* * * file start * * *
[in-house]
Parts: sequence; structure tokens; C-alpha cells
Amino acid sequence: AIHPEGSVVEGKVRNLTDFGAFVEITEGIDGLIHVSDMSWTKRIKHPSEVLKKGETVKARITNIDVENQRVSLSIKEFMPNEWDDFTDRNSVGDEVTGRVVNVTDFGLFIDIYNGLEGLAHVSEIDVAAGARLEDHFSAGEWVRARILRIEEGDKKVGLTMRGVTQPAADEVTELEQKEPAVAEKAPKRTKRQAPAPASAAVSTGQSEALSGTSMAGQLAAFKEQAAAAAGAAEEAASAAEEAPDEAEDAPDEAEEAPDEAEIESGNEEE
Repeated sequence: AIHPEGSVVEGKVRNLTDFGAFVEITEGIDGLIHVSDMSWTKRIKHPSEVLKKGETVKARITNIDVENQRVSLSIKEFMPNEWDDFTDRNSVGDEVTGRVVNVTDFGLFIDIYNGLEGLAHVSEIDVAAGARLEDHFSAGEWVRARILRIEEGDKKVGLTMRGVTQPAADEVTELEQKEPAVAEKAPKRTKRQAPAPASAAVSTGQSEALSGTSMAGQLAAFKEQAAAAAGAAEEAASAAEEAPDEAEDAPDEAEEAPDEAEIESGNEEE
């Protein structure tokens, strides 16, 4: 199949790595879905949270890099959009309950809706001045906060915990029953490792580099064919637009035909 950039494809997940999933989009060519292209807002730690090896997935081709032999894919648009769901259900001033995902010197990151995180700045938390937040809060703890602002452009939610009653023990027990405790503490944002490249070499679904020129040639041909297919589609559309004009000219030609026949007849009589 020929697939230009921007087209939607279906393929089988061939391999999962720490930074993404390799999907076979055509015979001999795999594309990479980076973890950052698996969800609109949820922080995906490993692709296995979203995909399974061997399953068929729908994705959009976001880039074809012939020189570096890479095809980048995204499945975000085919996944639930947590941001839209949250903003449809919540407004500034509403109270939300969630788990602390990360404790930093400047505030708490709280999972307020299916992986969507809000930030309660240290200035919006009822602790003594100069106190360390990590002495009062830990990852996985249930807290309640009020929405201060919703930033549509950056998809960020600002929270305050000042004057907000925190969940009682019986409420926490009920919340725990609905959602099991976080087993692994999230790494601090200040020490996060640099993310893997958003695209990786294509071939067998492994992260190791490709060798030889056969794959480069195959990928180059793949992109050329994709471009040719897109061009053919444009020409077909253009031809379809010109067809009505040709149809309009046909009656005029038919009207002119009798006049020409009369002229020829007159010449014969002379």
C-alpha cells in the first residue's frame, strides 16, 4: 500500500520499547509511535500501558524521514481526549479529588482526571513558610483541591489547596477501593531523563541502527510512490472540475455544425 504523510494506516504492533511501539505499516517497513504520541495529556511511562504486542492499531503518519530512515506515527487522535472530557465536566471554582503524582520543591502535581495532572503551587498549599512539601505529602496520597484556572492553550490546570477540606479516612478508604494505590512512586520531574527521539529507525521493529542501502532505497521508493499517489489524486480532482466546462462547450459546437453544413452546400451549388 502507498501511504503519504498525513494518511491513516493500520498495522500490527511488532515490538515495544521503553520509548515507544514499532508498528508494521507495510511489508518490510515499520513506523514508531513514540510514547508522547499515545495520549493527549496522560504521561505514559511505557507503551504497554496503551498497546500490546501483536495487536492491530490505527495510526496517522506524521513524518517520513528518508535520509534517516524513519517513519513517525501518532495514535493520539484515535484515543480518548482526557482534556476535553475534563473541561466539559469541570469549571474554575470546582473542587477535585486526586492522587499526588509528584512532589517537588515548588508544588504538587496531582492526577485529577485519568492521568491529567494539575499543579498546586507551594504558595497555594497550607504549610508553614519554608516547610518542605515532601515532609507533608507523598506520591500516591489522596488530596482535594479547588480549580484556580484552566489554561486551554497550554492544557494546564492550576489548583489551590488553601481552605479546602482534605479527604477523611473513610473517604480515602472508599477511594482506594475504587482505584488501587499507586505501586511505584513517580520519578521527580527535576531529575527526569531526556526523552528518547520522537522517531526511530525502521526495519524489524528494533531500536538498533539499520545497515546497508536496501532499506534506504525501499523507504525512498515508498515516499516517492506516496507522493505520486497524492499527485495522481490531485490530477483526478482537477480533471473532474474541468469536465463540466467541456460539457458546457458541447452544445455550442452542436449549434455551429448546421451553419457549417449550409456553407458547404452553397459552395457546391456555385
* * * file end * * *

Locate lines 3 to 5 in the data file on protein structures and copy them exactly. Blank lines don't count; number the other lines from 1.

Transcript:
Amino acid sequence: AIHPEGSVVEGKVRNLTDFGAFVEITEGIDGLIHVSDMSWTKRIKHPSEVLKKGETVKARITNIDVENQRVSLSIKEFMPNEWDDFTDRNSVGDEVTGRVVNVTDFGLFIDIYNGLEGLAHVSEIDVAAGARLEDHFSAGEWVRARILRIEEGDKKVGLTMRGVTQPAADEVTELEQKEPAVAEKAPKRTKRQAPAPASAAVSTGQSEALSGTSMAGQLAAFKEQAAAAAGAAEEAASAAEEAPDEAEDAPDEAEEAPDEAEIESGNEEE
Repeated sequence: AIHPEGSVVEGKVRNLTDFGAFVEITEGIDGLIHVSDMSWTKRIKHPSEVLKKGETVKARITNIDVENQRVSLSIKEFMPNEWDDFTDRNSVGDEVTGRVVNVTDFGLFIDIYNGLEGLAHVSEIDVAAGARLEDHFSAGEWVRARILRIEEGDKKVGLTMRGVTQPAADEVTELEQKEPAVAEKAPKRTKRQAPAPASAAVSTGQSEALSGTSMAGQLAAFKEQAAAAAGAAEEAASAAEEAPDEAEDAPDEAEEAPDEAEIESGNEEE
């Protein structure tokens, strides 16, 4: 199949790595879905949270890099959009309950809706001045906060915990029953490792580099064919637009035909 950039494809997940999933989009060519292209807002730690090896997935081709032999894919648009769901259900001033995902010197990151995180700045938390937040809060703890602002452009939610009653023990027990405790503490944002490249070499679904020129040639041909297919589609559309004009000219030609026949007849009589 020929697939230009921007087209939607279906393929089988061939391999999962720490930074993404390799999907076979055509015979001999795999594309990479980076973890950052698996969800609109949820922080995906490993692709296995979203995909399974061997399953068929729908994705959009976001880039074809012939020189570096890479095809980048995204499945975000085919996944639930947590941001839209949250903003449809919540407004500034509403109270939300969630788990602390990360404790930093400047505030708490709280999972307020299916992986969507809000930030309660240290200035919006009822602790003594100069106190360390990590002495009062830990990852996985249930807290309640009020929405201060919703930033549509950056998809960020600002929270305050000042004057907000925190969940009682019986409420926490009920919340725990609905959602099991976080087993692994999230790494601090200040020490996060640099993310893997958003695209990786294509071939067998492994992260190791490709060798030889056969794959480069195959990928180059793949992109050329994709471009040719897109061009053919444009020409077909253009031809379809010109067809009505040709149809309009046909009656005029038919009207002119009798006049020409009369002229020829007159010449014969002379």